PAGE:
Claire McInerny is a reporter/producer for WFIU/WTIU news. She comes to WFIU/WTIU from KCUR in Kansas City. She graduated with a journalism degree from the University of Kansas where she discovered her passion for public media and the stories it tells. You can follow her on Twitter @ClaireMcInerny.
“We lost some world languages, we lost our International Baccalaureate program at the high school level, we lost the ability to run most of our science labs for more than a year, because our class sizes exceeded the safety ratings,” says Zionsville Superintendent Scott Robison.
The district has also laid off teachers and posed multiple referendum questions to supplement its state funding. To understand why Zionsville is in this situation, you have to know how the way we fund schools has changed. Continue Reading →
The report shows a rapid increase in the number of students and schools participating in the choice scholarship program. Take a look at the number of students receiving scholarships starting with the 2011-12 school year, the first year Indiana offered them:
2011-12: 3,911 students 2012-13: 9,139 students 2013-14: 19,809 students 2014-15: 29,148 students
The eligibility requirements to receive a scholarship expanded each year, which could contribute to the increase in numbers. When the program started in 2011, students could meet one of two criteria to qualify. Now, there are seven: Continue Reading →
By passing Senate Bill 62, the legislature gives the IDOE permission to eliminate the Social Studies portion of the ISTEP+ exam for fifth and seventh graders this year (subtracting about an hour). The bill also enables the IDOE to reuse pilot questions on next year’s test, rather than releasing them to the public – another time-saving measure.
With the approved changes, the new test will take around eight hours, which is on par with other states’ assessments.
IDOE spokesperson Daniel Altman says his organization is working with schools to administer the updated test.
“We’re doing quite a bit of communication with schools just letting them know the sort of nuts and bolts of how it is this ISTEP+ administration will work, letting them know which sessions they have to administer, which ones they don’t, so we can make this run as smoothly as possible,” Altman says.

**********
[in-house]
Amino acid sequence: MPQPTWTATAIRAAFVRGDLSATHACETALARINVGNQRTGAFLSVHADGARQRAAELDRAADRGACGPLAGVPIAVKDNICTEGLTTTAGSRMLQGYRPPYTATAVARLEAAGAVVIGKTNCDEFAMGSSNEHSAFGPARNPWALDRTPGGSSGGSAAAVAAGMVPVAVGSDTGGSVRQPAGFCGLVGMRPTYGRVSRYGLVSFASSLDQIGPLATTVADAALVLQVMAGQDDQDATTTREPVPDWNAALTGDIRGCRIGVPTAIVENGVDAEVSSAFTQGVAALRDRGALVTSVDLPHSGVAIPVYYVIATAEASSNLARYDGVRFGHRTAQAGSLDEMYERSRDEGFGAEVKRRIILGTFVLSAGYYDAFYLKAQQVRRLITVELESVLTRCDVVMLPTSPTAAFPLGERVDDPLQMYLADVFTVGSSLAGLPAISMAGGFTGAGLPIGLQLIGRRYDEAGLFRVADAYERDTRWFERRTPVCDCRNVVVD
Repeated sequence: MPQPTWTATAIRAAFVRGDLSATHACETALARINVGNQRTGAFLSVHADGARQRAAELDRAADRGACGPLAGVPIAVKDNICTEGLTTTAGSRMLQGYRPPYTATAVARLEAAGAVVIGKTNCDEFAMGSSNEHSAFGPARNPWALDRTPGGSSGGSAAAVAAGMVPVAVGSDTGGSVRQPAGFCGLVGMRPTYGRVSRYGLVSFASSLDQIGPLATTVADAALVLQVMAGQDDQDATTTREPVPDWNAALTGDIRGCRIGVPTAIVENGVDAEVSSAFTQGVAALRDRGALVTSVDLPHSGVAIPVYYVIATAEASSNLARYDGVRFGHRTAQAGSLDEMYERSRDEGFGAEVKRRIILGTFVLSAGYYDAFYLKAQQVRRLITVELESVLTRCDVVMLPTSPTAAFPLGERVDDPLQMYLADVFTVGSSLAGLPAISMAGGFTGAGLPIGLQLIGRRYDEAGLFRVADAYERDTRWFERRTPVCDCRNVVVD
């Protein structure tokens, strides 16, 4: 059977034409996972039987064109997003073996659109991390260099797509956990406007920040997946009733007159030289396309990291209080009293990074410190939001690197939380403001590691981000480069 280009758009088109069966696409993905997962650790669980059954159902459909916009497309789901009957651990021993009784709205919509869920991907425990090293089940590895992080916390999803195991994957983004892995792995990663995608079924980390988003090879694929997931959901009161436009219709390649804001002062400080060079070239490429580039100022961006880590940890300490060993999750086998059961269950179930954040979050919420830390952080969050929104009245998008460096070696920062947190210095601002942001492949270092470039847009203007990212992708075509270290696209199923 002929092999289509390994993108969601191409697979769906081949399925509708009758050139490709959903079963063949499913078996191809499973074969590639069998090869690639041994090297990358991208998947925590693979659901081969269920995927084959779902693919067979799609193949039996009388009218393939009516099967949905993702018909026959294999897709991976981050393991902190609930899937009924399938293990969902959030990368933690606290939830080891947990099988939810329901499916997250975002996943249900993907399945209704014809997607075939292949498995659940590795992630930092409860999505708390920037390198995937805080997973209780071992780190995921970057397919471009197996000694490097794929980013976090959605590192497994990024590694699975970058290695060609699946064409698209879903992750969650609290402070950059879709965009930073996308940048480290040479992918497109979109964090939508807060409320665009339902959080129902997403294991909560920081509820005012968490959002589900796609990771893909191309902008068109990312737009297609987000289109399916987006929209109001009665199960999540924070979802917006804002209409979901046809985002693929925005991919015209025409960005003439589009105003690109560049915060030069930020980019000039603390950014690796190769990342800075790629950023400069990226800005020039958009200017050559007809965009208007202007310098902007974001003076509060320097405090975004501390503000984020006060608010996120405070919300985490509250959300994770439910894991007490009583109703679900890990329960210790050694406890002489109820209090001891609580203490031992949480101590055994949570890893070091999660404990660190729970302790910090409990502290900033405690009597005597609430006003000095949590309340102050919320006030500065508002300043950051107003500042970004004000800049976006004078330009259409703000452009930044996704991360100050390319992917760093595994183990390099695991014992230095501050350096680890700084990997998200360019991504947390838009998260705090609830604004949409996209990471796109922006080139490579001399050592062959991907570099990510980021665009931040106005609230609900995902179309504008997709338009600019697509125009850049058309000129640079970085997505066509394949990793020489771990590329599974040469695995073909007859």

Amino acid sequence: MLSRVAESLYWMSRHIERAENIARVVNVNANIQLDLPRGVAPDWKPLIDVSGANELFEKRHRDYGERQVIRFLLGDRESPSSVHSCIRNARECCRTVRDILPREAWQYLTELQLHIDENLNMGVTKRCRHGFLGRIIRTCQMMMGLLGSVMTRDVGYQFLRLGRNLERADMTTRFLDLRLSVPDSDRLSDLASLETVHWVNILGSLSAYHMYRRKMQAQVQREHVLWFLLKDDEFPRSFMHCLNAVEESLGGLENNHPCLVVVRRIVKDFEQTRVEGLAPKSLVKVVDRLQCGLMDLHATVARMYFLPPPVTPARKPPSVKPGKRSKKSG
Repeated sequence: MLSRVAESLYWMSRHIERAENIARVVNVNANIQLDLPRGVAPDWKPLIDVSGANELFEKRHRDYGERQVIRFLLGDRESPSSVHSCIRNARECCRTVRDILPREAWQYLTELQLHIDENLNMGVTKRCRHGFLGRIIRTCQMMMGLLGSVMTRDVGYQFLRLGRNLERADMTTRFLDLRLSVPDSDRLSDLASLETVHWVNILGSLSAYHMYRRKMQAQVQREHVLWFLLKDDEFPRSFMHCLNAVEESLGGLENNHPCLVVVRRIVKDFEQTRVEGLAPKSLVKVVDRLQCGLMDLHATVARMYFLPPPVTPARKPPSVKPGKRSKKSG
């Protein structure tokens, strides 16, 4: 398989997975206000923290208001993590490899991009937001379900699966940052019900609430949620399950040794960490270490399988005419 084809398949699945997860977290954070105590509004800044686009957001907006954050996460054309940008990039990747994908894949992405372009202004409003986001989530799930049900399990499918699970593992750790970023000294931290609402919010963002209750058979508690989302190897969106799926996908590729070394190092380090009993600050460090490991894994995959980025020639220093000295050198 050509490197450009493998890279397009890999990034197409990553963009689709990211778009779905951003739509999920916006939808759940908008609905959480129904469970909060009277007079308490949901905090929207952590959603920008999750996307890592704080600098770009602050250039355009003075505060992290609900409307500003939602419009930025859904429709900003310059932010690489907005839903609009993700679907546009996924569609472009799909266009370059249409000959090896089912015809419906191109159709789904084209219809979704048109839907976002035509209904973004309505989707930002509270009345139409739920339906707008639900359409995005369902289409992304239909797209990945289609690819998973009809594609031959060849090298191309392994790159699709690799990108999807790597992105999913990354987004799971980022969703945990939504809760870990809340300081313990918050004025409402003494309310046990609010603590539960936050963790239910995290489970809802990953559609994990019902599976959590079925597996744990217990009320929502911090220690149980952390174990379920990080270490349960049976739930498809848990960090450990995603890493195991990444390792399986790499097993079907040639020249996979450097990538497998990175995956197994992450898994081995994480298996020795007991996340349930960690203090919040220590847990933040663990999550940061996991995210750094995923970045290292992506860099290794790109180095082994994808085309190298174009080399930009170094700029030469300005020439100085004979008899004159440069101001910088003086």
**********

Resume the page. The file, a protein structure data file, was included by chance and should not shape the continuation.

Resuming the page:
Schools are allowed to begin administering the ISTEP+ as early as Wednesday.
Commissioner for Higher Education Teresa Lubbers explains a new surveying tool for college graduates at her State of Higher Education Address Monday. (Photo Credit: Gretchen Frazee/WTIU News)
Indiana is the first state selected to participate in a study with national research company Gallup to survey recent college graduates from universities around the state and gauge the effectiveness of their degree.
State Commissioner for Higher Education Teresa Lubbers announced the partnership during her State of Higher Education Address Monday.
The survey is based on the Gallup-Purdue Index, which surveyed 30,000 students nationwide about satisfaction with their college degree after graduation. The Index released its first report in 2014, showing that students who had a mentor or felt their university was engaged in their learning were more engaged in their job.
Lubbers says she hopes this tool will help higher education institutions and employers learn what young people need to be prepared for the current workforce.
“It’s a matter of getting people to understand that the world in which they grew up in is not the world in which people are now growing up in,” Lubbers says. “It’s really a matter of getting people to understand what the world of work looks like. There are no jobs in advanced manufacturing for people with an eighth grade [diploma], or very few with a high school diploma. It’s an education process to change a culture.” Continue Reading →
Education issues continue to dominate discussions at the statehouse and across Indiana, as Hoosiers debate a series of controversies relating to school funding, the role of the chair of the State Board of Education and the spring ISTEP+ test.
StateImpact’s Claire McInerny spoke with Indiana Newsdesk host Joe Hren about the week’s events.
Opposing Viewpoints and Rallies
Private, charter and public school leaders held a rally on Thursday to show why they think Indiana is heading in the right direction, pointing to increases in test scores and the fact that students can attend a better school with state financial support, even if it is outside of their district or is a private or charter school.
“I voted for Glenda Ritz to be my state superintendent of public instruction. I didn’t vote for Governor Pence,” Mary Plaia, a kindergarten teacher at Indianapolis Public Schools said. “He’s trying to take my vote away by ousting her from her power and that’s not acceptable in a democracy.”